What is Athlete's Foot?
Athlete's foot is a fungal infection affecting the feet which is otherwise
known as "tinea pedis". The main causes are occlusive footwear--or wearing footwear
without absorbent socks--combined with sweating. This provides the perfect growth
environment for the responsible fungus. This is an extremely common condition,
not just among athletes: estimates are that 7 out of 10 adults will have athlete's
foot at some point. Interestingly, it rarely occurs before puberty, but becomes
more common with increasing age.
The most common symptoms are itchiness,
pain, and redness between the toes. Athlete's foot may also cause scaly soles,
painful fissures between the toes, and less frequently may cause vesicular
or ulcerative lesions. These fissures or lesions become risk areas for secondary
infection. Certain activities, such as swimming and communal bathing, may
also increase the risk of infection.
The good news is that athlete's foot is
usually easily treated with over-the-counter antifungal medications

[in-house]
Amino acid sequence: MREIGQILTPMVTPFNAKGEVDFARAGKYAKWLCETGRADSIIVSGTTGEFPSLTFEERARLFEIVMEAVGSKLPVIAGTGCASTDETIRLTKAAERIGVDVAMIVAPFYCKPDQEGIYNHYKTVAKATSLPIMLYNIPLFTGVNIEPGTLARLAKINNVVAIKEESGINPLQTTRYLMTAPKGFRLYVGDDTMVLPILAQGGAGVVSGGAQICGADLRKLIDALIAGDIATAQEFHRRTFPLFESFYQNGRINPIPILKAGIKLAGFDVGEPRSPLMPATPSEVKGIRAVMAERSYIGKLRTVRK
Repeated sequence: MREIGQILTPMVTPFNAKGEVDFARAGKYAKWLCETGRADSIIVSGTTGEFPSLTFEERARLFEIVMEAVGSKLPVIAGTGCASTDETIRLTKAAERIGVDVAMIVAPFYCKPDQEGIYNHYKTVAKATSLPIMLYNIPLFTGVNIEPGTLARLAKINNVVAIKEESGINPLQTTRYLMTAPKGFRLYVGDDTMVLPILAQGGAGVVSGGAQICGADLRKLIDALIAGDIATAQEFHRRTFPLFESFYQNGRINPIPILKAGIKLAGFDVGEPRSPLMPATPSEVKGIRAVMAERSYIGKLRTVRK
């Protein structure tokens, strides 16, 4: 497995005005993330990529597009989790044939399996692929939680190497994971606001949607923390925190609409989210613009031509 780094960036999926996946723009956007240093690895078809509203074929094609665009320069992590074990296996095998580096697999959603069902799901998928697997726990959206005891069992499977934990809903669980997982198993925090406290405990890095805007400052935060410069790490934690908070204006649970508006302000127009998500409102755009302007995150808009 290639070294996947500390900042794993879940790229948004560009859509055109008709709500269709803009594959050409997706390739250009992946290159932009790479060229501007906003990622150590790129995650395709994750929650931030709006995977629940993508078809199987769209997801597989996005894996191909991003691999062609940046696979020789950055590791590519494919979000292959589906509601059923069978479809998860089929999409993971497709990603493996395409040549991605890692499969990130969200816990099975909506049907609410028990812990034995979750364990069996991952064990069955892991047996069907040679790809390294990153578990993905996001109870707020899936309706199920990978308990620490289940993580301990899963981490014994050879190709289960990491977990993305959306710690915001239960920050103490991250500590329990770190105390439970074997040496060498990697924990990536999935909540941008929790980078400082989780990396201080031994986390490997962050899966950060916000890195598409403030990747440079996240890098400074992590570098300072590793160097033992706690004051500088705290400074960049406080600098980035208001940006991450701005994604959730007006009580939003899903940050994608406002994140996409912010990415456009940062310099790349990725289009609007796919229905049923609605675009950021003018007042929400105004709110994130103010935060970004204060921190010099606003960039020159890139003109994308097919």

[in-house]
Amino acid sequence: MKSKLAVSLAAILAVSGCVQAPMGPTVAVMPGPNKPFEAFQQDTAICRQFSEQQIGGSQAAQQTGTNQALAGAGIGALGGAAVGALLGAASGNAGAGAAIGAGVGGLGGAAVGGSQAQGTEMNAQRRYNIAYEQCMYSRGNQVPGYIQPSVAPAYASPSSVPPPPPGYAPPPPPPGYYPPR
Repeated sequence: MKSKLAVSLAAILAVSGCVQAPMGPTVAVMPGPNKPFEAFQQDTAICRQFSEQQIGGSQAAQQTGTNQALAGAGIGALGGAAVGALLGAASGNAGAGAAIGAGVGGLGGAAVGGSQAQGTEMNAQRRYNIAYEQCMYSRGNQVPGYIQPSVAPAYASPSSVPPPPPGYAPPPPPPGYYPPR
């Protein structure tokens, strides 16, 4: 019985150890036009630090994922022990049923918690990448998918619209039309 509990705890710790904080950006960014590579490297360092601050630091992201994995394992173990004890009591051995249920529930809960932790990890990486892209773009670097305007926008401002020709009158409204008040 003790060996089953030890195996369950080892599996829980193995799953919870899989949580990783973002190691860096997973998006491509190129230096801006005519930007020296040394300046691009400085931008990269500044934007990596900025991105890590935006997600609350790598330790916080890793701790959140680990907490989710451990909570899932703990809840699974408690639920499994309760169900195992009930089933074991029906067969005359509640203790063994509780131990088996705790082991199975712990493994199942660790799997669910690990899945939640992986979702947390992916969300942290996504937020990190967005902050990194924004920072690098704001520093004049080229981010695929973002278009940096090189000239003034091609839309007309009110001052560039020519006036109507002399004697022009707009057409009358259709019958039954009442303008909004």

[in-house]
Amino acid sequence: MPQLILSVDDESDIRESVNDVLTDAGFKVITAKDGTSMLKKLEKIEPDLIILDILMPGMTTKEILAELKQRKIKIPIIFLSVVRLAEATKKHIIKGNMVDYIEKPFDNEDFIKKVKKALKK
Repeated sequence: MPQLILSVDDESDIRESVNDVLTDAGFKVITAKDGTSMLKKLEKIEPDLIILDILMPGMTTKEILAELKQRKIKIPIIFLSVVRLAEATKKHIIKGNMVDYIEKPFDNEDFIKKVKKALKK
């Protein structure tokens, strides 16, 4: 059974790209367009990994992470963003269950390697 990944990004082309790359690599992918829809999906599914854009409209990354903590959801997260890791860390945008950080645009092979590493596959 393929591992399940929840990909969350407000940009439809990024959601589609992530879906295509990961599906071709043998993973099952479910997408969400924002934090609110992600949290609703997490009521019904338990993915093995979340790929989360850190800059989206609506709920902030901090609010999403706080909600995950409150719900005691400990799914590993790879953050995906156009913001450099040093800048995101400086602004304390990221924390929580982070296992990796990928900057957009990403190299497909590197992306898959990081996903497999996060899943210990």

such as clotrimazole (Lotrimin TM) or tolnaftate (Tinactin). The bad news
is that people often treat themselves incorrectly with over-the-counter, topical
steroid creams such as hydrocortisone. Anti-fungal medications should be
used sparingly but regularly, as directed. An application the size of a chocolate
chip should be adequate to cover the entire bottom of your foot. Other tips
in managing athlete's foot: keep your feet clean and dry. Wear clean absorbent
socks made of natural fibers, such as cotton, and change them during the day
if your feet become moist or sweaty. Dusting the inside of your shoes and
socks with talcum powder or a medicated powder such as Desenex may help to
decrease the moisture level. Alternately wearing different pairs of shoes
to allow them to dry out for a day or two at a time may help. If using topical
antifungal medications and following those tips doesn't help clear up your
infection with 7 days, ask your doctor about prescribing an oral
Created: 12/6/2004  - Donnica Moore, M.D.